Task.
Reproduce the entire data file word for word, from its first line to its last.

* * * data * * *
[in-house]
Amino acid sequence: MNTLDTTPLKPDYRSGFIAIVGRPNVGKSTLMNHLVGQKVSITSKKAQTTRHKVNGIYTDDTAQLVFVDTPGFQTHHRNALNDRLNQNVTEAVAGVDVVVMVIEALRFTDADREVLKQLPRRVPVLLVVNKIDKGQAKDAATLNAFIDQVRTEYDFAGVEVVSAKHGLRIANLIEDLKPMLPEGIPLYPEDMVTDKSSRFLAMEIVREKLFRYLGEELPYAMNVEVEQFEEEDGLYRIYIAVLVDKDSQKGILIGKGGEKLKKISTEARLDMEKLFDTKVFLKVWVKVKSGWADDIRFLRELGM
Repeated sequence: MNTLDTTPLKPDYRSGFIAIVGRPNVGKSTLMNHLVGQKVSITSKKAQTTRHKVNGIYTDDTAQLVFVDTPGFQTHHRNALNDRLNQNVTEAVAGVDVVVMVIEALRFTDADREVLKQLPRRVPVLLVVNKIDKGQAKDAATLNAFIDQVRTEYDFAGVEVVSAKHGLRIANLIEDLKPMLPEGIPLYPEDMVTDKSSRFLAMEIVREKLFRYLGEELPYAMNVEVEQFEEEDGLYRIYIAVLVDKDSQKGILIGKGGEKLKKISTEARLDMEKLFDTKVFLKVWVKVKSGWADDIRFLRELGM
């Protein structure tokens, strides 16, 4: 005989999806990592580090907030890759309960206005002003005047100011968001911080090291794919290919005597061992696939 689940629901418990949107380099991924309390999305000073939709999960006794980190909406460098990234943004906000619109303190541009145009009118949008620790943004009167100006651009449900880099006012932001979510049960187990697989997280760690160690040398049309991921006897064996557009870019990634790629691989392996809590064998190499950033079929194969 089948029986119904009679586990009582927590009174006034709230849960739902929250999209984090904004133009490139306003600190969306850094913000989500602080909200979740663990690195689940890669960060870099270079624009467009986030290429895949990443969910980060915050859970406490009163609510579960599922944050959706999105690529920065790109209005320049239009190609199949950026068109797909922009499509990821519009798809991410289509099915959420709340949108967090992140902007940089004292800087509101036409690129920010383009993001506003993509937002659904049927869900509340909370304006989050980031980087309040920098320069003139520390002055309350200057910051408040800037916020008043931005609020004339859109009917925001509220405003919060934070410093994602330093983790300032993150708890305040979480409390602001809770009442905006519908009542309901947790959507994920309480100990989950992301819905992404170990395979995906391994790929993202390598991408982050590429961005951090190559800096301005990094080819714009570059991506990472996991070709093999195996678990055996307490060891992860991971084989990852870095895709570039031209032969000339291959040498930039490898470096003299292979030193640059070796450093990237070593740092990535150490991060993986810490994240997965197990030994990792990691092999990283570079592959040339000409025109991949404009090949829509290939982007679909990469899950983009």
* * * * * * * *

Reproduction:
[in-house]
Amino acid sequence: MNTLDTTPLKPDYRSGFIAIVGRPNVGKSTLMNHLVGQKVSITSKKAQTTRHKVNGIYTDDTAQLVFVDTPGFQTHHRNALNDRLNQNVTEAVAGVDVVVMVIEALRFTDADREVLKQLPRRVPVLLVVNKIDKGQAKDAATLNAFIDQVRTEYDFAGVEVVSAKHGLRIANLIEDLKPMLPEGIPLYPEDMVTDKSSRFLAMEIVREKLFRYLGEELPYAMNVEVEQFEEEDGLYRIYIAVLVDKDSQKGILIGKGGEKLKKISTEARLDMEKLFDTKVFLKVWVKVKSGWADDIRFLRELGM
Repeated sequence: MNTLDTTPLKPDYRSGFIAIVGRPNVGKSTLMNHLVGQKVSITSKKAQTTRHKVNGIYTDDTAQLVFVDTPGFQTHHRNALNDRLNQNVTEAVAGVDVVVMVIEALRFTDADREVLKQLPRRVPVLLVVNKIDKGQAKDAATLNAFIDQVRTEYDFAGVEVVSAKHGLRIANLIEDLKPMLPEGIPLYPEDMVTDKSSRFLAMEIVREKLFRYLGEELPYAMNVEVEQFEEEDGLYRIYIAVLVDKDSQKGILIGKGGEKLKKISTEARLDMEKLFDTKVFLKVWVKVKSGWADDIRFLRELGM
């Protein structure tokens, strides 16, 4: 005989999806990592580090907030890759309960206005002003005047100011968001911080090291794919290919005597061992696939 689940629901418990949107380099991924309390999305000073939709999960006794980190909406460098990234943004906000619109303190541009145009009118949008620790943004009167100006651009449900880099006012932001979510049960187990697989997280760690160690040398049309991921006897064996557009870019990634790629691989392996809590064998190499950033079929194969 089948029986119904009679586990009582927590009174006034709230849960739902929250999209984090904004133009490139306003600190969306850094913000989500602080909200979740663990690195689940890669960060870099270079624009467009986030290429895949990443969910980060915050859970406490009163609510579960599922944050959706999105690529920065790109209005320049239009190609199949950026068109797909922009499509990821519009798809991410289509099915959420709340949108967090992140902007940089004292800087509101036409690129920010383009993001506003993509937002659904049927869900509340909370304006989050980031980087309040920098320069003139520390002055309350200057910051408040800037916020008043931005609020004339859109009917925001509220405003919060934070410093994602330093983790300032993150708890305040979480409390602001809770009442905006519908009542309901947790959507994920309480100990989950992301819905992404170990395979995906391994790929993202390598991408982050590429961005951090190559800096301005990094080819714009570059991506990472996991070709093999195996678990055996307490060891992860991971084989990852870095895709570039031209032969000339291959040498930039490898470096003299292979030193640059070796450093990237070593740092990535150490991060993986810490994240997965197990030994990792990691092999990283570079592959040339000409025109991949404009090949829509290939982007679909990469899950983009």